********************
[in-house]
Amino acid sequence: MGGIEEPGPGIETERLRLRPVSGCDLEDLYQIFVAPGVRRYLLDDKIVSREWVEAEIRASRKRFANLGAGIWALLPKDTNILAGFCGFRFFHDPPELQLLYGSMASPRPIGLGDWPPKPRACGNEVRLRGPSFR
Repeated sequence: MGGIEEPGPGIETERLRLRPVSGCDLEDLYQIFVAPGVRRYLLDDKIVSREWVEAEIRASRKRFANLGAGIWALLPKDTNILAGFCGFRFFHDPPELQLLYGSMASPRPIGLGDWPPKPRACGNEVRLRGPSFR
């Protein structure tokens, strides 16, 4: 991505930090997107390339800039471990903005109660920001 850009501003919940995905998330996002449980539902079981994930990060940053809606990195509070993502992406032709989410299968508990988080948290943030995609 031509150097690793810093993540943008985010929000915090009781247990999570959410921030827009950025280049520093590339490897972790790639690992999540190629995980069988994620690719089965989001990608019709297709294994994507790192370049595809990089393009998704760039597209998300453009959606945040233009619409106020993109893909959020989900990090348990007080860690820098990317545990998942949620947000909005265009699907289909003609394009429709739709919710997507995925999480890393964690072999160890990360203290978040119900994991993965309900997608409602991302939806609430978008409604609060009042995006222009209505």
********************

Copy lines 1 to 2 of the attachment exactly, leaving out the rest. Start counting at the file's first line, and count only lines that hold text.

[in-house]
Amino acid sequence: MGGIEEPGPGIETERLRLRPVSGCDLEDLYQIFVAPGVRRYLLDDKIVSREWVEAEIRASRKRFANLGAGIWALLPKDTNILAGFCGFRFFHDPPELQLLYGSMASPRPIGLGDWPPKPRACGNEVRLRGPSFR